Tag Archives: food

118: Crackers

Full disclosure, guys – I did not expect this week’s experiment to work.  I figured in the worst case, it would satisfy a curiosity, and I’d get to eat hand cut homemade crackers with dip.  Ryan, on the other hand, didn’t know why I was questioning it, and thought cutting cracker dough with a laser would be a low power, simple task.  The answer was somewhere in between.

Simple ingredients, simple recipe!
Food blogging, here I come!

I’ve never made crackers before, but I had everything on hand in my bare cupboard for this recipe from The Kitchn.  As suggested, I mixed up the dough, then split it in half before rolling it out.  I took advantage of the two batches to come up with two different designs (which Ryan graciously vectorized for me.  I admittedly started this project a bit late in the evening and need help.)

Rolling it as thin as possible – the dough is springy, so you can’t work it too fast. It needs to “rest”
I layered the dough on parchment paper, and on wood.

My goal for rolling out the rough was to keep it under 3mm, 1.5 ideally.  The thinner the dough, the crispier the cracker.  I rolled it out on parchment paper – food safe, and bad things wouldn’t happen to it in the laser, just a little singeing.  I then put it on some plywood for stability, and to prevent the laser from reflecting back after it hits the honeycomb bed, which might not be the cleanest.

Pro tip: I learned when rolling out the second batch of dough that it was actually easier to roll the dough between two pieces of parchment paper when it got thin.  It was easier to flip, it seemed to spring back less, and it stayed moister while I worked with it.  I did remove the top later of parchment when I put the dough in the laser.

Test cuts – third time is the charm!  Interesting thing about cutting the dough – it was a little “sparky.”  Naturally dough isn’t homogeneous, but instead a mixture of ingredients.  The laser reacts differently to this ingredients, which created tiny little light flares.


Less than 3mm thick, I’m thrilled!

So, I didn’t think the laser would cut the dough at all, Ryan was thinking it would be a breeze – maybe akin to paper.  It took a few tries to get though the dough, and the right answer was some there in between – we cut at 100% power, and a slow 8% speed.  I didn’t roll it perfectly evenly, so the dough was thicker in some parts, but it still all cut.  And my test measurements were all under 3mm thick!

Heart shaped vent holes – totally a pain in the butt.

The first design was this funky hexagon shape, with little 1mm hearts cut in for venting, so the crackers wouldn’t puff.  Officially, the design is too complicated.  The outer shape is fine, but the hearts took too long to cut, and didn’t come out easily.  I actually baked the hearts in place, and then Ryan popped them out after.  And the length of time tried out the dough quite a bit since we had to have the exhaust on.  with set up, test and cutting, it was in our windy laser for about 45 minutes.  The edges of the crackers were trying to curl up!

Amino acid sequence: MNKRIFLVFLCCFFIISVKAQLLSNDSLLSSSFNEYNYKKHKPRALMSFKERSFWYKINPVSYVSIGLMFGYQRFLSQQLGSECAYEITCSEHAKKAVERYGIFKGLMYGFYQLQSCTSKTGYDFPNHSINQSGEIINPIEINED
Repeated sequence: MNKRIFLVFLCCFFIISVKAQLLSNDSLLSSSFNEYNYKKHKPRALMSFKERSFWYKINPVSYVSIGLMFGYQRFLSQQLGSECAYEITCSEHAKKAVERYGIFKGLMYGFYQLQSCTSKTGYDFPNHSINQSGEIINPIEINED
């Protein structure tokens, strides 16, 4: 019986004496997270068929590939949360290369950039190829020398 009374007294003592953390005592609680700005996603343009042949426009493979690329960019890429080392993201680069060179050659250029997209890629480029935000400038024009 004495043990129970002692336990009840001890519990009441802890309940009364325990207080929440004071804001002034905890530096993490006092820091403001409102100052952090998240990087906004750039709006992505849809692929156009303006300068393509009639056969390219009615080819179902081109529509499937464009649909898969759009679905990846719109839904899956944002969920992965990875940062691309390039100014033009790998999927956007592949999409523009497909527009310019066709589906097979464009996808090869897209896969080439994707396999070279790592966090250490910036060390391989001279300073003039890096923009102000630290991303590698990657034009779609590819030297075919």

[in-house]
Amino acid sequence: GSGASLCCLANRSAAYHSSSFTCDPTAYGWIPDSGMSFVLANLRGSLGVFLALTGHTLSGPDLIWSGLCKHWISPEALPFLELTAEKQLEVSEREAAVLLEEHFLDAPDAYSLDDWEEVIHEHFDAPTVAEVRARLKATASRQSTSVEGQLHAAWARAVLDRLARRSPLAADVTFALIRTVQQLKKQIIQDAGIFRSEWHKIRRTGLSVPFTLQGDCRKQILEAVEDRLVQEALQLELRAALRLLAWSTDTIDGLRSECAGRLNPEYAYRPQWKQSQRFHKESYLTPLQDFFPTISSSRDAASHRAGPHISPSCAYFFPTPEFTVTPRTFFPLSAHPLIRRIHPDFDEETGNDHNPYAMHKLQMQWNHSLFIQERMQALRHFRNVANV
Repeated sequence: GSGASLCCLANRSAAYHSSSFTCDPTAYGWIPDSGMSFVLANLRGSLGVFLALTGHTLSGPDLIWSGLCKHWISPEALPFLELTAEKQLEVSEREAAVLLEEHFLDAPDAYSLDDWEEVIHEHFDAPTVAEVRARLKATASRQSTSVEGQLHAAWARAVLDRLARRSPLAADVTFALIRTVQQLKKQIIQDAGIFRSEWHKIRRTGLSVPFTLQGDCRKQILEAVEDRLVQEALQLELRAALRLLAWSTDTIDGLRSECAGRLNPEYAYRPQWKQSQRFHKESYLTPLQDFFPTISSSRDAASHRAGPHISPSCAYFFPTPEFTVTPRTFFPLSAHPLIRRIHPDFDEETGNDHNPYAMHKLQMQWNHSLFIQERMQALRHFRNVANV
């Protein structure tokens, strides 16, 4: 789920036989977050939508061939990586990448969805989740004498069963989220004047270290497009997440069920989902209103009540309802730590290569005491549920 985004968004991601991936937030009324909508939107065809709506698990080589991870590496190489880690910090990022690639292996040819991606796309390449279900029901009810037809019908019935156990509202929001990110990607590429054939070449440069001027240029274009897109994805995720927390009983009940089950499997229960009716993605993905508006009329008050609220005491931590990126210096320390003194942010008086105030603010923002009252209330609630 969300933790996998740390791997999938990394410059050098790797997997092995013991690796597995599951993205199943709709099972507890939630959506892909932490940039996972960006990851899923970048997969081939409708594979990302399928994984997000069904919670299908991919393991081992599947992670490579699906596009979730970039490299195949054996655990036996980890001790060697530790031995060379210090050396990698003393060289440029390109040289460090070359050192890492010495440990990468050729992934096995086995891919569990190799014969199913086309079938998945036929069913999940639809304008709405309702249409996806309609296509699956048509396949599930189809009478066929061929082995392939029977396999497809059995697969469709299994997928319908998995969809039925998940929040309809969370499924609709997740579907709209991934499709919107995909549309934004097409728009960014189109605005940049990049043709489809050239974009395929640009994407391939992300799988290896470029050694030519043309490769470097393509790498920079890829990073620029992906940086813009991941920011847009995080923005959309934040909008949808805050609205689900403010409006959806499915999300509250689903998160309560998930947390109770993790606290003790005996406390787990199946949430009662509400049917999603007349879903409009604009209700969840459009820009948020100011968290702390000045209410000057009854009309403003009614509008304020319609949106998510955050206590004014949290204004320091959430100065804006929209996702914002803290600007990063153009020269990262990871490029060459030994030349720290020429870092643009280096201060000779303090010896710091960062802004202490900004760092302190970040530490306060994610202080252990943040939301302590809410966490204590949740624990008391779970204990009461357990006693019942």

Triangles!  Classy appearance by my phone.

Second batch we went a little more simple – a nice rounded triangle with asterisks cut for venting.  They ended up delightfully mod looking, and in were in and out of the laser in under 15.

Light toasted!

Baking is pretty straight forward, but the crackers are easy to burn as you can see.  The first batch were a little extra crisp, but edible.  The second back felt under done while they were still hot, but after they cooled they were perfectly crispy.  So, watch them closely, and make sure you let them cool, unless you are going to a crispy-chewy combo.

Midnight snack.  Homemade crackers, but I totally bought the artichoke jalapeno parmesan dip, the leftovers of which had disappeared by morning.

Verdict – The recipe was tasty but be forewarned, the crackers themselves were not airy or flaky.  They were dense, and reminded me of pita chips actually.  I may have over kneaded them.  This is a fun example of too much tool for the job – a knife easily cuts the dough.  But this would be a fun recipe to perfect for fancy dinner parties, potlucks you want to impress at, or those times you want a crunchy snack and don’t want to leave the house.

88: Lefse Pin Comb

Okay, Ryan is making me put in a disclaimer that I acknowledge how seemingly nonsensical that title of this weeks post is. It was originally “Lefse comb”, which might even be more confusing, even for those familiar with the Norwegian treat.

Lefse, for the poor souls that haven’t had it warm rolled up with butter and brown sugar, is a traditional Norwegian flatbread, made with potatoes, and cooked on a griddle.  I am not Norwegian, but I have several aunts that are, and they made stacks and stacks of them around Christmas time each year.

Disclaimer: I did not make this beautiful lefse - I got it from the Norse Nook in Osseo, WI. I also highly recommend their Dutch Apple Pie!
Disclaimer: I did not make this beautiful lefse – I got it from the Norse Nook in Osseo, WI. I also highly recommend their Dutch Apple Pie!

Growing up in Minnesota, you could buy lefse in the grocery store (or sweet talk your aunts that made enough to freeze every holiday season).  I then went to a Norwegian college in Iowa, where you could buy them as street food during summer festivals.  But only a few hours away in Illinois, lefse is nowhere to be found.  My mom took pity on me last Christmas and got me tools to make my own lefse – a griddle, lefse sticks (for moving rolled rounds of lefse) and a corrugated rolling pin.